Watch enough of these films and you begin to see man-shapes moving behind their curtains. After ninety minutes of alright-if-exceedingly-cheap Horror Movie you begin to notice odd things…besides the walking corpses. Characters appearing and disappearing with no real logic or explanation; the consistent jump-cutting away from gorier shots which, up until this point, the film’s been not-at-all-coy about; a half-assed, utterly pointless non-ending, because no one had the balls to do like The Blob did back in the day, and have their “The End” title card morph into a giant question mark. These are the signs of a film that’s Missing Something. About thirty minutes worth, as it turned out.
These are the scars of a bad test screening and mandated-from-above reedits, the kind honest directors live to regret in their old age. Paul Anderson is something else, and what else should we expect from the man who gave us Mortal Kombat and Resident Evil: They Picked Me After George Quit?
Anderson’s preference for cheap scares hits you three and a half minutes in, after a floating corpse literally screams in your face. This turns out to be the dream of Dr. William Weir (Sam Neil) whom we eventually learn is a U.S. Aerospace Command scientist in the year 2047. More importantly, Weir has the disturbing habit of dreaming about his dead wife, Clare (Holley Chant), and an immanent Mission aboard the U.S.A.C. rescue ship Lewis and Clark. Some high mucky-mucks on Earth just received a radio signal from the legendary lost starship Event Horizon, which disappeared seven years prior.
Dr. Weir informs us that, “What was made public about the Event Horizon…none of that is true. The Event Horizon was the culmination of a secret government project to create a spacecraft capable of faster than light flight.” Weir’s helpfully demonstration of the concept of a gravity drive, with the aid of Miss 2047 (Teresa May)’s centerfold, must be seen to be believed. In short, the Event Horizon was supposed to bend time and space through the strategic use of an artificial black hole. Instead, it went bye-bye. The shore leave-starved crew of the Lewis and Clark is charged with finding out the relevant whetherfors and whytos.
As they will be our Cannon Fodder, I’m going to do them a service this flick avoids and try to get to know them…such as they are. Captain Miller (Laurence Fishburne) gives the orders. Lt. Starck (Joely Richardson) carries them out, seemingly catching more shit than anyone else aboard by virtue of her being the XO. And blond. The very brunette Peters (Kathleen Quinlan, a long way from American Graffiti), who introduces herself as “Med Tech,” presumably keeps everyone alive. D.J. (Jason Isaacs) the “controlman” will spend most of the time doing Peters’ job. Smith (Sean Pertwee) drives the boat, while Justin (Jack Noseworthy) floats through half the film with nothing more to do than look young. He comes across as some engineer whiz-kid, the Clark‘s own Wesley Crusher, and suffers through everyone else calling him “Baby Bear” with the calm demeanor of a man waiting until just the right time to Go Postal. Last but not least, there’s Cooper (Richard T. Jones), over whom I must wearily sigh. If Laurence Fishburne weren’t already so obviously here, Cooper would be our Token Black Dude. Yet he still fulfills all of the standard TBD requirements – coming off as the ship’s resident boastful, sexist dick…but I suppose it could’ve been worse: he could’ve been played by Will Smith.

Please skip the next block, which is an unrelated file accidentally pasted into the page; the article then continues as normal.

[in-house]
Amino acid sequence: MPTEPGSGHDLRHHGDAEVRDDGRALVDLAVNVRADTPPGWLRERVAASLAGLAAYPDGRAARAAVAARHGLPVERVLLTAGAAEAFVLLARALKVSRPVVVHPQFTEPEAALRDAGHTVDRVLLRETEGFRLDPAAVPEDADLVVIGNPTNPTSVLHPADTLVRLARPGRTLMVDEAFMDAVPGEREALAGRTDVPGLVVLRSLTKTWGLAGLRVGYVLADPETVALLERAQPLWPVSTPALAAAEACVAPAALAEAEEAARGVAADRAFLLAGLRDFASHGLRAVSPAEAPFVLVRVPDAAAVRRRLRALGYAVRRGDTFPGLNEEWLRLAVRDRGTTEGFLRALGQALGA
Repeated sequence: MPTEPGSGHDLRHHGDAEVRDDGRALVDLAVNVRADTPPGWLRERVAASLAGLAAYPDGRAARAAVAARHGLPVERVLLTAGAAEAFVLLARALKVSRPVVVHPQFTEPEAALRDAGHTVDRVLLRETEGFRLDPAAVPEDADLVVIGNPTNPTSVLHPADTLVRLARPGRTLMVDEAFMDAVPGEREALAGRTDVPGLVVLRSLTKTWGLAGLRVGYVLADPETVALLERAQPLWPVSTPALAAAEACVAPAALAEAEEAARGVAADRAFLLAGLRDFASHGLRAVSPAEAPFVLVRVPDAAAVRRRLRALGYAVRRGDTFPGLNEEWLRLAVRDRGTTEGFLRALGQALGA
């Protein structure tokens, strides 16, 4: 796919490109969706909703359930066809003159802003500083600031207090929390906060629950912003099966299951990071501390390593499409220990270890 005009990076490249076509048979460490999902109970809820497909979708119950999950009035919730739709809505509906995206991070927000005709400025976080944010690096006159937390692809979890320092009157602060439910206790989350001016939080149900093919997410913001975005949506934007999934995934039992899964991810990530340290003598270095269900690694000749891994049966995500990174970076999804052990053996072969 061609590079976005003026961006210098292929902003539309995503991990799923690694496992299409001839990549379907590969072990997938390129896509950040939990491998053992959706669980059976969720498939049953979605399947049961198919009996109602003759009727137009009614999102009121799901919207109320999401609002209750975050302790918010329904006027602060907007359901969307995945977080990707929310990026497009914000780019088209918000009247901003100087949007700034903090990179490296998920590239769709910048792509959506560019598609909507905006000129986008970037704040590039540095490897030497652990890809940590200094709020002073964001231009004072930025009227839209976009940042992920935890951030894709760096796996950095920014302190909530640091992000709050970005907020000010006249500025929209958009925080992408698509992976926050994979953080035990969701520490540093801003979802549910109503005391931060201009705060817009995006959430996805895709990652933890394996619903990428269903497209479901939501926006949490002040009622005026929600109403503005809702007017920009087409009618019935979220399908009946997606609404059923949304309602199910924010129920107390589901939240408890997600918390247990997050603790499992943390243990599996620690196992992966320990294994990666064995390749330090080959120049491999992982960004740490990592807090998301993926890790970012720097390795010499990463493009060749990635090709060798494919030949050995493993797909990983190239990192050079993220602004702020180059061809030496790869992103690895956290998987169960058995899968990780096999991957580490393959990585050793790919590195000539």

After docking with the Event Horizon on the high fringe of Neptune’s atmosphere, we discover Dr. Weir built his ship in collaboration with H.R. Giger, Dark City‘s Strangers, and Clive Barkers Cenobites. Justin even remarks on this as he journeys toward Death. Since we’re In Space, rather than take the form of a hockey-mask-wearing pseudo-zombie with a penchant for murdering teenagers because he misses Mummy Dearest, Death takes the form of that great honking black hole generator in the Event Horizon‘s Core. This sucks Justin in and sends an energy wave out, crippling the Lewis and Clark. Our Crew masses on the Event Horizon, rallying in the face of their One (broken) Radio, their dwindling supply of air…and the Horizon‘s terminal case of the hauntings.
If it’s too easy to play Who’ll Die Next with this film, try figuring out how big a role carbon dioxide poisoning plays in Our Hero’s (sarcastic air-quotes) “startling” visitations. DJ comments on this, but only so the other characters can dismiss his knee-jerk rationalism. There’s a enough distrust of Scientific Endeavor in particular, and Messing With Gods Domain in general, to make any 50s sci-fi picture proud. Yes, it seems much more reasonable for these stalwart Space Rescuers to assume that the ship might be alive, reacting to them the way a biological something reacts to any old type of infection. Because mindfucking invaders with visions of their dead wives is the first trick my immune system learned.
Given that this is a horror movie in science fiction’s clothing made in the 1990s and directed by Paul “check out my hot wife” Anderson, originality cannot be expected. Mainstream critics dismissed Event Horizon as a pale Solaris remake with space truckers, but the film occasionally attempts to reach further back than Mother Russia’s answer to 2001, to the paranoid side of mid-twentieth century SF. Philip K. Dick, for one, spent the 1960s assaulting future civilizations with all manner of Space God-Monsters. This, though, is a haunted house story. And if you’re looking for their modern urtext you’ll have to reach back to Shirley Jackson’s The Haunting of Hill House. But I suppose that might’ve taken time.